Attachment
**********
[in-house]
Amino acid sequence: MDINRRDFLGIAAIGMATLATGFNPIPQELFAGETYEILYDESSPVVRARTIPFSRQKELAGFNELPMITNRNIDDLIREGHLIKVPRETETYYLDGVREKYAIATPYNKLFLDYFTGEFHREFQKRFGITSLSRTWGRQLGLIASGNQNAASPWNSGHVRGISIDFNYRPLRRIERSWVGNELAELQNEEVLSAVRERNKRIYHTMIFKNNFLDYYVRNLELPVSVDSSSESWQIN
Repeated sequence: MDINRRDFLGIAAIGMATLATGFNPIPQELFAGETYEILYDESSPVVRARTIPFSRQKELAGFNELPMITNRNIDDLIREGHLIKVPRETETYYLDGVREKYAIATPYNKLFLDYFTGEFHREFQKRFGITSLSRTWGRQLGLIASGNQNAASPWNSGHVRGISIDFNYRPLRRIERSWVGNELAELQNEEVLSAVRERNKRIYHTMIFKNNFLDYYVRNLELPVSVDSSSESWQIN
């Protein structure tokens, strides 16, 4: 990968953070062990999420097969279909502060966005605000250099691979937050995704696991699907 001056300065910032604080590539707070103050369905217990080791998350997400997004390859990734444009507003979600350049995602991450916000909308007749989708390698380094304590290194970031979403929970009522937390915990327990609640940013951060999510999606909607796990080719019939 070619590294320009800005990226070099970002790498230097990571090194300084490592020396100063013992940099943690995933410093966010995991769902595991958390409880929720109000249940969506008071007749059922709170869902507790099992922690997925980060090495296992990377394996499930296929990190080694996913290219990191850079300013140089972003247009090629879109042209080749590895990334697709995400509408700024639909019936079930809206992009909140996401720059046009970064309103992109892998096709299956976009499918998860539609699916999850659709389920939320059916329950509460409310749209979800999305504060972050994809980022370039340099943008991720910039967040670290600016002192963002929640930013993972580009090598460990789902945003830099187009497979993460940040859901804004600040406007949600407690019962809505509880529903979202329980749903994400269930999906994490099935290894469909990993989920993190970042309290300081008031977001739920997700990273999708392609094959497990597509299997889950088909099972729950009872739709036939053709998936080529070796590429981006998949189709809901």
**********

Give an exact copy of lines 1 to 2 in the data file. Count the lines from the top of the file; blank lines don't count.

[in-house]
Amino acid sequence: MDINRRDFLGIAAIGMATLATGFNPIPQELFAGETYEILYDESSPVVRARTIPFSRQKELAGFNELPMITNRNIDDLIREGHLIKVPRETETYYLDGVREKYAIATPYNKLFLDYFTGEFHREFQKRFGITSLSRTWGRQLGLIASGNQNAASPWNSGHVRGISIDFNYRPLRRIERSWVGNELAELQNEEVLSAVRERNKRIYHTMIFKNNFLDYYVRNLELPVSVDSSSESWQIN